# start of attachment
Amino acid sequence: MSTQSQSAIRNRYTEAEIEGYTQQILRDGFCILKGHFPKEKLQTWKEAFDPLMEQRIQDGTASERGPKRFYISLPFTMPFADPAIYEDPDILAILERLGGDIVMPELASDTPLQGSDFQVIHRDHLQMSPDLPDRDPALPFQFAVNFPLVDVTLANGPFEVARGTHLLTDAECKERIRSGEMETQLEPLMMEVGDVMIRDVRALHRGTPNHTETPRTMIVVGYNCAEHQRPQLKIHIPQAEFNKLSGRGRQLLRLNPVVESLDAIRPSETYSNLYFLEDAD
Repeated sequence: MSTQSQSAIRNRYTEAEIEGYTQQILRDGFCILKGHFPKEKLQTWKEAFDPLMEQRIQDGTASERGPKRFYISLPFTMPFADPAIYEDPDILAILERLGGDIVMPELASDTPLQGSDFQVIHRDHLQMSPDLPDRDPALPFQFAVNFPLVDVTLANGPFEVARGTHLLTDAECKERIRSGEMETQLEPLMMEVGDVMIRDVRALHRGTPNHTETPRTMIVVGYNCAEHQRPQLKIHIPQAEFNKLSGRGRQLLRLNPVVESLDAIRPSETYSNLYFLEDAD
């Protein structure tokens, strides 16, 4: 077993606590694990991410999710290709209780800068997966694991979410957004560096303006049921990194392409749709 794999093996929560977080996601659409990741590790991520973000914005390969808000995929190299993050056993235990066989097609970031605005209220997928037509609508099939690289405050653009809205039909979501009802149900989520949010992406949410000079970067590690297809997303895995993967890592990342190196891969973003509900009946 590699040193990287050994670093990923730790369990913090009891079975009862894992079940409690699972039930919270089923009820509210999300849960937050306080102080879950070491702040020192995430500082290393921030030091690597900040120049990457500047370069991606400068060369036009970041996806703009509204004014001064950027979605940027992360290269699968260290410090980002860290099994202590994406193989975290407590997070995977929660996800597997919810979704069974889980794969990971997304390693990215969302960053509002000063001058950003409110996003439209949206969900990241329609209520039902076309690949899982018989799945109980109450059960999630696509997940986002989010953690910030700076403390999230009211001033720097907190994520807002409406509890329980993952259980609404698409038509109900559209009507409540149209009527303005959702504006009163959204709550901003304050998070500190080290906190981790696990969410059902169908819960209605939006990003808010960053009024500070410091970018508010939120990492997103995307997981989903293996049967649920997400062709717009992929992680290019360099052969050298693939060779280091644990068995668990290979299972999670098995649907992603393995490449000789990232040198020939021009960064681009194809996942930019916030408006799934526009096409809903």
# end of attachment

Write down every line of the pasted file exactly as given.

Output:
Amino acid sequence: MSTQSQSAIRNRYTEAEIEGYTQQILRDGFCILKGHFPKEKLQTWKEAFDPLMEQRIQDGTASERGPKRFYISLPFTMPFADPAIYEDPDILAILERLGGDIVMPELASDTPLQGSDFQVIHRDHLQMSPDLPDRDPALPFQFAVNFPLVDVTLANGPFEVARGTHLLTDAECKERIRSGEMETQLEPLMMEVGDVMIRDVRALHRGTPNHTETPRTMIVVGYNCAEHQRPQLKIHIPQAEFNKLSGRGRQLLRLNPVVESLDAIRPSETYSNLYFLEDAD
Repeated sequence: MSTQSQSAIRNRYTEAEIEGYTQQILRDGFCILKGHFPKEKLQTWKEAFDPLMEQRIQDGTASERGPKRFYISLPFTMPFADPAIYEDPDILAILERLGGDIVMPELASDTPLQGSDFQVIHRDHLQMSPDLPDRDPALPFQFAVNFPLVDVTLANGPFEVARGTHLLTDAECKERIRSGEMETQLEPLMMEVGDVMIRDVRALHRGTPNHTETPRTMIVVGYNCAEHQRPQLKIHIPQAEFNKLSGRGRQLLRLNPVVESLDAIRPSETYSNLYFLEDAD
């Protein structure tokens, strides 16, 4: 077993606590694990991410999710290709209780800068997966694991979410957004560096303006049921990194392409749709 794999093996929560977080996601659409990741590790991520973000914005390969808000995929190299993050056993235990066989097609970031605005209220997928037509609508099939690289405050653009809205039909979501009802149900989520949010992406949410000079970067590690297809997303895995993967890592990342190196891969973003509900009946 590699040193990287050994670093990923730790369990913090009891079975009862894992079940409690699972039930919270089923009820509210999300849960937050306080102080879950070491702040020192995430500082290393921030030091690597900040120049990457500047370069991606400068060369036009970041996806703009509204004014001064950027979605940027992360290269699968260290410090980002860290099994202590994406193989975290407590997070995977929660996800597997919810979704069974889980794969990971997304390693990215969302960053509002000063001058950003409110996003439209949206969900990241329609209520039902076309690949899982018989799945109980109450059960999630696509997940986002989010953690910030700076403390999230009211001033720097907190994520807002409406509890329980993952259980609404698409038509109900559209009507409540149209009527303005959702504006009163959204709550901003304050998070500190080290906190981790696990969410059902169908819960209605939006990003808010960053009024500070410091970018508010939120990492997103995307997981989903293996049967649920997400062709717009992929992680290019360099052969050298693939060779280091644990068995668990290979299972999670098995649907992603393995490449000789990232040198020939021009960064681009194809996942930019916030408006799934526009096409809903």